Timothy Brittain-Caitlin, The Edwardians and Their Houses (London: Lund Humphries Publishing, 2020)
Reviewed by Janet Allen
The Edwardians and Their Houses: The New Life of Old England (Lund Humphries, £45) is a very significant study of domestic architecture of the period when Edwin Lutyens was at the height of his career, and serious students of his work should read it. In recent years, there have been distinguished monographs of the most famous late 19th and early 20th -century architects, such as Lutyens, Richard Norman Shaw, Philip Webb and Ernest George. But with this book, Dr Timothy Brittain-Catlin, an architect and Reader in Architecture at Kent School of Architecture and Planning, has embarked on a sociopolitical investigation of the influence of a political class on architecture, which resulted in highly desirable housing.
The popular image of the Edwardian era is of social stability before the First World War. But in reality it was a period of radical political and socioeconomic change, driven largely by the Liberal Party, which was in power for much of the time from 1880 until the outbreak of war in 1914. Brittain-Catlin has a distinguished heritage – he is a scion of a great radical family, grandson of writer and nurse Vera Brittain and nephew of politician Shirley Williams, so he is steeped in the early traditions of the party and brings to his subject his professional training as an architect. He has delved into the archives of two significant political families, the Lubbocks and the Caringtons, in addition to those of the wider Westminster class, for instance David Lloyd George, the Tennants and Lytteltons, powerful press barons, industrialists and department-store owners. The period saw the emergence of municipal authorities as major providers of decent housing and of garden towns and suburbs. As architects’ clients, they were not only concerned with style and planning, which embraced modern convenience and the integration of old and new fabric, but also the wider issues of land tenure, rural poverty and city slums. The Liberals invested an immense amount of time, money and thought into housing for the whole population – rich, middle-class and poor – and this book provides the detailed background to Jane Brown’s more personal investigation of Edwin Lutyens’s relations with his clients.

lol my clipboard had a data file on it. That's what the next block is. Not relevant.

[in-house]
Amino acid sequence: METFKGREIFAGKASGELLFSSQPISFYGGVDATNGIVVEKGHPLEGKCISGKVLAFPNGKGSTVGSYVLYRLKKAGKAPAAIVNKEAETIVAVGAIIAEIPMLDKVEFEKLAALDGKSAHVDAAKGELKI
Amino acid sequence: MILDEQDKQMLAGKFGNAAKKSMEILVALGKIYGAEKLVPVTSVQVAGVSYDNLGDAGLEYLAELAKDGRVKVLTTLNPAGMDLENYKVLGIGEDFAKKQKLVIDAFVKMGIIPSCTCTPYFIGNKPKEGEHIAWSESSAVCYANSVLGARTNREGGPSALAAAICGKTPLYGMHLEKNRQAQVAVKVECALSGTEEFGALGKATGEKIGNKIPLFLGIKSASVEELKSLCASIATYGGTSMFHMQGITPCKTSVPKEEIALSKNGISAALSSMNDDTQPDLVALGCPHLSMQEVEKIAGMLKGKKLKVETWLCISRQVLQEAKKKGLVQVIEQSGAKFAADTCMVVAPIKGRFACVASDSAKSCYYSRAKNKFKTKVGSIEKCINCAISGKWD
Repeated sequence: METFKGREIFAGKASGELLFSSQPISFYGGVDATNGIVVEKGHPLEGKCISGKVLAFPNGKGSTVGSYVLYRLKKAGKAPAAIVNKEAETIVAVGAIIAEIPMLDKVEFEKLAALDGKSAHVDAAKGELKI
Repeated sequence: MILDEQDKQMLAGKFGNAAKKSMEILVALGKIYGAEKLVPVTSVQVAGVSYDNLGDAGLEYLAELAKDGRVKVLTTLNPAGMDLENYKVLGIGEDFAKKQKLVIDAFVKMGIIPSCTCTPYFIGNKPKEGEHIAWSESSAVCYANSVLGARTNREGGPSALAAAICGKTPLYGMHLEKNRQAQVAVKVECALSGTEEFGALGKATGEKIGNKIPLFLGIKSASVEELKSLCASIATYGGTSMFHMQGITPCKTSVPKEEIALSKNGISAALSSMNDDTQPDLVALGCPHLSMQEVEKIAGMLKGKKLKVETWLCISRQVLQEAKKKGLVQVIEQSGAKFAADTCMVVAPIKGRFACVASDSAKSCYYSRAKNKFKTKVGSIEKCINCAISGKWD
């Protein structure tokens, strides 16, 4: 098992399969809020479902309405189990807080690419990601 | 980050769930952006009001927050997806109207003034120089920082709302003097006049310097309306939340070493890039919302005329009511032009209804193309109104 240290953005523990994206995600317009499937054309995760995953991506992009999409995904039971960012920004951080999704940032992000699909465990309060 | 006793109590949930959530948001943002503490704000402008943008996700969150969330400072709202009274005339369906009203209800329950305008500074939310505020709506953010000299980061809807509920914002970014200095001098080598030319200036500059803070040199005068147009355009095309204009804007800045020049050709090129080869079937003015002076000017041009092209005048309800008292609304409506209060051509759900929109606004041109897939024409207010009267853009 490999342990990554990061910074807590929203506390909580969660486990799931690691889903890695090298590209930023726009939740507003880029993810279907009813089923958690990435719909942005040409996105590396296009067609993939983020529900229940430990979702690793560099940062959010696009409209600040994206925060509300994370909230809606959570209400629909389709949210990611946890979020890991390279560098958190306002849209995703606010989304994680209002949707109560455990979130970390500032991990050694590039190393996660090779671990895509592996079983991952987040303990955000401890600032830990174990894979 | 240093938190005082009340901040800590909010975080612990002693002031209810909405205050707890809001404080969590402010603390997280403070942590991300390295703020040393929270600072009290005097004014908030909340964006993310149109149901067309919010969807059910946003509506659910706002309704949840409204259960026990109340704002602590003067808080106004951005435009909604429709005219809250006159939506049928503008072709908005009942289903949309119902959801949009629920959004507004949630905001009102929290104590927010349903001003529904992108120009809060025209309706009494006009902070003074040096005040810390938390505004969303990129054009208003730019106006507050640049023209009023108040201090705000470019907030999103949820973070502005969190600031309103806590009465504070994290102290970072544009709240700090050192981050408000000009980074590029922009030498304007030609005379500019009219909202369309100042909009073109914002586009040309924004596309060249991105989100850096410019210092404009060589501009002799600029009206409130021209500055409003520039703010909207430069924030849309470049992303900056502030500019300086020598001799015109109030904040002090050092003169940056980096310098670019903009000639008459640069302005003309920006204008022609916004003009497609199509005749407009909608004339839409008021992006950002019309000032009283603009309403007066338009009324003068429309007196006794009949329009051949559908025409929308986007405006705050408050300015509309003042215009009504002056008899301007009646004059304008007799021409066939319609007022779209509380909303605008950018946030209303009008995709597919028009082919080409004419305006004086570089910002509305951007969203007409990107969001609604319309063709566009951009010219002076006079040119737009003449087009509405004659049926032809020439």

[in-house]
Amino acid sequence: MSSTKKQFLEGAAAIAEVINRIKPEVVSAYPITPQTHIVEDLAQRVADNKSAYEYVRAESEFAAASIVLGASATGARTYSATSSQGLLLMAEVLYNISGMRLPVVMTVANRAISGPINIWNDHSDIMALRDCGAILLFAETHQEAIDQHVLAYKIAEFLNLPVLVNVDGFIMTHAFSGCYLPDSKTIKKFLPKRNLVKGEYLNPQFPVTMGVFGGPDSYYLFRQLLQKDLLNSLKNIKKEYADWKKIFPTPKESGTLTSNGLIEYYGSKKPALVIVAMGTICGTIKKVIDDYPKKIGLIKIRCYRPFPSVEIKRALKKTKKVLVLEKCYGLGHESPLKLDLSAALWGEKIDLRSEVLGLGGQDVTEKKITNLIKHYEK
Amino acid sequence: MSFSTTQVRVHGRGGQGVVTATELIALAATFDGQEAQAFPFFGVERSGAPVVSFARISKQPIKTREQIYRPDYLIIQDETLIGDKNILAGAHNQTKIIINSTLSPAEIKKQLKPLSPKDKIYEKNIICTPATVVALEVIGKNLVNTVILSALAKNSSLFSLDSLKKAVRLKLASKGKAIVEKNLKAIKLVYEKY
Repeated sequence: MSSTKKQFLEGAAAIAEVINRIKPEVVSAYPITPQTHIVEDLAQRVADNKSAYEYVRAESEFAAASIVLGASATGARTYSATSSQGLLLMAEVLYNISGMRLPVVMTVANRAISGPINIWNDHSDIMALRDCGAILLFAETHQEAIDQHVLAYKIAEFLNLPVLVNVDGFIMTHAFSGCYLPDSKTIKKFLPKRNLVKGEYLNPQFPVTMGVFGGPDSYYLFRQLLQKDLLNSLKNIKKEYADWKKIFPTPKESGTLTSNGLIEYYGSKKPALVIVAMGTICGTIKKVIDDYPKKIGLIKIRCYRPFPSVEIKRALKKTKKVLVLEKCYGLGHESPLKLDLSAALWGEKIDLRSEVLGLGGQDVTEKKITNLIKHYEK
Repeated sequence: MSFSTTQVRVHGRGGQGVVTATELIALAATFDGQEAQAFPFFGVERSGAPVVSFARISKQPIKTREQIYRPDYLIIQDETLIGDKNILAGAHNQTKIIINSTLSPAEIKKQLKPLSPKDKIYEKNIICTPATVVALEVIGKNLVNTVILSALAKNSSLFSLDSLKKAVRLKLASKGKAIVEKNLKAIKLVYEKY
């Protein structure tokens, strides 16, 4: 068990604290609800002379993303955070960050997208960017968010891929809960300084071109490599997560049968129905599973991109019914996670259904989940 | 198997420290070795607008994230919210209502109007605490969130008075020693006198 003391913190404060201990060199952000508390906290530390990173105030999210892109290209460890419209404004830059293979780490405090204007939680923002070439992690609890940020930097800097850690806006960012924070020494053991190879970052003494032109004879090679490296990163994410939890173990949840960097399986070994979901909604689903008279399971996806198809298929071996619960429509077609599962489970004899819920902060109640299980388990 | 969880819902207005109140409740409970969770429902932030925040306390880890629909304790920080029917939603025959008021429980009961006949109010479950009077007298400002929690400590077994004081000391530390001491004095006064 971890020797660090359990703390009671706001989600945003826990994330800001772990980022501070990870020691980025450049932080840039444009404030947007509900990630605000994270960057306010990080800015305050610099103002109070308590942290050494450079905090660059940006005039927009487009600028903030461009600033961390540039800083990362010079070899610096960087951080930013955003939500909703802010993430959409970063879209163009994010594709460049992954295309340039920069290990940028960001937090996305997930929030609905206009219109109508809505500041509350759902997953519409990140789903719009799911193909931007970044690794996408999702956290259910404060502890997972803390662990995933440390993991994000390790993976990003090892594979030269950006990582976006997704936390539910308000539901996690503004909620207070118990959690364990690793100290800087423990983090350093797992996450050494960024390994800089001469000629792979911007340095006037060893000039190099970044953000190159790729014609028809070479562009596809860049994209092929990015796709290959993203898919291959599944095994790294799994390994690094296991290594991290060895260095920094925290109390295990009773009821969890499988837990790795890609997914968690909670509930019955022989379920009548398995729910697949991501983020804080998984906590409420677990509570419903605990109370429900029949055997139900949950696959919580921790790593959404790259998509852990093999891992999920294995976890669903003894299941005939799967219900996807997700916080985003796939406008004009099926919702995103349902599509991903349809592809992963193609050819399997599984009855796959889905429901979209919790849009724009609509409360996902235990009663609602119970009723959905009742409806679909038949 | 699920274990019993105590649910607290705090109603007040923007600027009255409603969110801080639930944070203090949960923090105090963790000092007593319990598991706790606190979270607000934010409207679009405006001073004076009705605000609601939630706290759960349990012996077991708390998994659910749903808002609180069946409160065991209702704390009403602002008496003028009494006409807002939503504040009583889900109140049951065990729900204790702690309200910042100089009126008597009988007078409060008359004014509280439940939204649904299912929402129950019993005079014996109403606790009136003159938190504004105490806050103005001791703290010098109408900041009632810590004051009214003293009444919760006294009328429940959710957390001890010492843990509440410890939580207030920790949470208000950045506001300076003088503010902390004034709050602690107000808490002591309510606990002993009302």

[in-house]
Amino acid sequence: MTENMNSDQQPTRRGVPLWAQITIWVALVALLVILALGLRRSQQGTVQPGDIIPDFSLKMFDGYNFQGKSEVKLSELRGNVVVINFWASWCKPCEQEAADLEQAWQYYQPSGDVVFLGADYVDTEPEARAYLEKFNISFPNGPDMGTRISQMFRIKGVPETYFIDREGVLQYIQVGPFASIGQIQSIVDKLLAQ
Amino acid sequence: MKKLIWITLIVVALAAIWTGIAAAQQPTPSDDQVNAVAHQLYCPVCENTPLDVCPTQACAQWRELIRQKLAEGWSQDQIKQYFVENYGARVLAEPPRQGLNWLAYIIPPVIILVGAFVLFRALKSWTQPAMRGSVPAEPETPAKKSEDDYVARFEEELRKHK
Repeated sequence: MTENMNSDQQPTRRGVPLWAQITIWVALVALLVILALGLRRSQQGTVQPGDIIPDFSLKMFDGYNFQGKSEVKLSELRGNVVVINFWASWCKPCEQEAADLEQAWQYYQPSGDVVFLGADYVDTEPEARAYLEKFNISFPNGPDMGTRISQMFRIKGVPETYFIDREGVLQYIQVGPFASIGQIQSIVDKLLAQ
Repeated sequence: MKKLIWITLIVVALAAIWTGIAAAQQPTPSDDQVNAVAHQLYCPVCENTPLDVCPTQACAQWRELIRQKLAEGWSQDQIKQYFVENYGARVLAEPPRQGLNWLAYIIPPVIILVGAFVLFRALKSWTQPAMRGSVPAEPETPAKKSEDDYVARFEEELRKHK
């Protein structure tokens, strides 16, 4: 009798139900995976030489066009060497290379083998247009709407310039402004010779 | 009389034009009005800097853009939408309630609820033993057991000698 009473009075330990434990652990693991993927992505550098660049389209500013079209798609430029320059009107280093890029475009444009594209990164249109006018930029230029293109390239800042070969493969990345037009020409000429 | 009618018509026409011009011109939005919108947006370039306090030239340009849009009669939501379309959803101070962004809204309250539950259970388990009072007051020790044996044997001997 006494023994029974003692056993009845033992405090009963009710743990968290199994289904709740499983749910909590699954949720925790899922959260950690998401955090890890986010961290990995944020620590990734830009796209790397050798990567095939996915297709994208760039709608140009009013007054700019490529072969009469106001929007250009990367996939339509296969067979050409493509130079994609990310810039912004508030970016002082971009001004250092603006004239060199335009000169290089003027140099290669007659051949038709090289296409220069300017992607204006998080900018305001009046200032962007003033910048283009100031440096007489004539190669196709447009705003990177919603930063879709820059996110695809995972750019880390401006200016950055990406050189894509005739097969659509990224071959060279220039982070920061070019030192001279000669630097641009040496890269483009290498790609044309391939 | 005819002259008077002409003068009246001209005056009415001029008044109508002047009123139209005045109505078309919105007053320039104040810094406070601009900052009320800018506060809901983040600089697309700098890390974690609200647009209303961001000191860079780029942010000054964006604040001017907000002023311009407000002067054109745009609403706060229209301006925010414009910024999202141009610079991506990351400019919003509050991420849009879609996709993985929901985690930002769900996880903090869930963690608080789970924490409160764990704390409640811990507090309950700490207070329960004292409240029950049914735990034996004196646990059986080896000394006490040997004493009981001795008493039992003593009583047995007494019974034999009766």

The book is beautifully produced with specially commissioned photography by Robin Forster, which complements contemporary black and white photography from the Country Life archive, other publications and family snaps. The immediate impression is of “desirable properties” – in estate agent jargon – but sadly the names of most of the architects are less familiar to the general public. One example is WH Romaine- Walker, who was very successful and transformed Kingsgate Castle on the Kent coast for banker John Lubbock, 1st Baron Avebury. Similarly, Charles Wynn-Carington, 1st Earl Carrington from 1895, later Marquis of Lincolnshire employed William Hewson Lees to extend the farmhouse in Daws Hill, High Wycombe to house his family after he sold Wycombe Abbey.
Both houses are fine examples of blending the old and new, resulting in comfortable homes; at Kingsgate there was the new amenity of a motor house. Another innovation was the weekend “dormy” house – a building providing accommodation near golf courses, which spawned the estates of medium-sized houses like those near Tadworth, Surrey, for example Cliftondown (now Pinfold Manor) at Walton-on-the- Hill, built by newspaper publisher George Allardice Riddell for David Lloyd George. Nearby was Chussex, which was designed by Lutyens.
The Liberal government passed much land reform and town-planning legislation, which resulted in the clearing of slums and redevelopment of areas like Millbank, Westminster, where architect-designed housing and office accommodation were centred on Smith Square.
In the area of Gidea Park in Romford, Essex are fine examples of Edwardian domestic architecture where houses costing from £375 to £500 were marketed. The driving force behind this was two Liberal politicians – Lord Carrington and Herbert Raphael, a barrister – who both served on the London County Council.
This book does not just discuss style but explains why there was such a flowering of domestic housing in the early 20th century.